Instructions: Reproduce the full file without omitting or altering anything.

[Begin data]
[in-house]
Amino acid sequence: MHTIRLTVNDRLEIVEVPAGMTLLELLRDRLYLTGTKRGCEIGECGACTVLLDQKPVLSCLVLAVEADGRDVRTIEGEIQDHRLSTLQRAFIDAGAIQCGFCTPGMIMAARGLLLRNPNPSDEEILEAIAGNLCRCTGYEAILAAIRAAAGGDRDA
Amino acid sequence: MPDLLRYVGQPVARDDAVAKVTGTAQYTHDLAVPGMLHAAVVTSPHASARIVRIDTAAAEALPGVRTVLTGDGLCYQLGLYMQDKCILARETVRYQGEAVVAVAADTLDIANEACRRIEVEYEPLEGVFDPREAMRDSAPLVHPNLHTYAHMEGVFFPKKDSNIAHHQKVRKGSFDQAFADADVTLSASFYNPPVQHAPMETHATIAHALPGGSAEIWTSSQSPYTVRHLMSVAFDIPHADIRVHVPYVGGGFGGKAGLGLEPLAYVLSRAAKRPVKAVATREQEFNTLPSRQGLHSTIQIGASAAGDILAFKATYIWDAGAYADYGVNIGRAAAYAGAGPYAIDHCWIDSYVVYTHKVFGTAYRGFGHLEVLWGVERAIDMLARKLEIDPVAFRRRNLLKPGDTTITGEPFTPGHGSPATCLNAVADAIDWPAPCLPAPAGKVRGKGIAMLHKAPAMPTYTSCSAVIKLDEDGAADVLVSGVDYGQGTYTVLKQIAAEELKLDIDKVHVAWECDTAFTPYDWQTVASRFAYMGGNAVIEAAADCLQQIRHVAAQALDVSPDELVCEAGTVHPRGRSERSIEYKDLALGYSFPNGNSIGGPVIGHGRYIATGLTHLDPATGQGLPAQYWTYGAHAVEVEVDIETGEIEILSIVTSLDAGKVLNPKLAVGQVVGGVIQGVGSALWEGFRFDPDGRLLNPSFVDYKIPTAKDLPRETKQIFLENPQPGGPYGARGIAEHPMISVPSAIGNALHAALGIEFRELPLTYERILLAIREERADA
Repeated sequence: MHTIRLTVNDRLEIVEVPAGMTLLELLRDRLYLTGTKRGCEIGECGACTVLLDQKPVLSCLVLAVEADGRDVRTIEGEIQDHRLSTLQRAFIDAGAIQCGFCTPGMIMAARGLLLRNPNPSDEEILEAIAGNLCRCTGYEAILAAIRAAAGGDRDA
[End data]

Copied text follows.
[in-house]
Amino acid sequence: MHTIRLTVNDRLEIVEVPAGMTLLELLRDRLYLTGTKRGCEIGECGACTVLLDQKPVLSCLVLAVEADGRDVRTIEGEIQDHRLSTLQRAFIDAGAIQCGFCTPGMIMAARGLLLRNPNPSDEEILEAIAGNLCRCTGYEAILAAIRAAAGGDRDA
Amino acid sequence: MPDLLRYVGQPVARDDAVAKVTGTAQYTHDLAVPGMLHAAVVTSPHASARIVRIDTAAAEALPGVRTVLTGDGLCYQLGLYMQDKCILARETVRYQGEAVVAVAADTLDIANEACRRIEVEYEPLEGVFDPREAMRDSAPLVHPNLHTYAHMEGVFFPKKDSNIAHHQKVRKGSFDQAFADADVTLSASFYNPPVQHAPMETHATIAHALPGGSAEIWTSSQSPYTVRHLMSVAFDIPHADIRVHVPYVGGGFGGKAGLGLEPLAYVLSRAAKRPVKAVATREQEFNTLPSRQGLHSTIQIGASAAGDILAFKATYIWDAGAYADYGVNIGRAAAYAGAGPYAIDHCWIDSYVVYTHKVFGTAYRGFGHLEVLWGVERAIDMLARKLEIDPVAFRRRNLLKPGDTTITGEPFTPGHGSPATCLNAVADAIDWPAPCLPAPAGKVRGKGIAMLHKAPAMPTYTSCSAVIKLDEDGAADVLVSGVDYGQGTYTVLKQIAAEELKLDIDKVHVAWECDTAFTPYDWQTVASRFAYMGGNAVIEAAADCLQQIRHVAAQALDVSPDELVCEAGTVHPRGRSERSIEYKDLALGYSFPNGNSIGGPVIGHGRYIATGLTHLDPATGQGLPAQYWTYGAHAVEVEVDIETGEIEILSIVTSLDAGKVLNPKLAVGQVVGGVIQGVGSALWEGFRFDPDGRLLNPSFVDYKIPTAKDLPRETKQIFLENPQPGGPYGARGIAEHPMISVPSAIGNALHAALGIEFRELPLTYERILLAIREERADA
Repeated sequence: MHTIRLTVNDRLEIVEVPAGMTLLELLRDRLYLTGTKRGCEIGECGACTVLLDQKPVLSCLVLAVEADGRDVRTIEGEIQDHRLSTLQRAFIDAGAIQCGFCTPGMIMAARGLLLRNPNPSDEEILEAIAGNLCRCTGYEAILAAIRAAAGGDRDA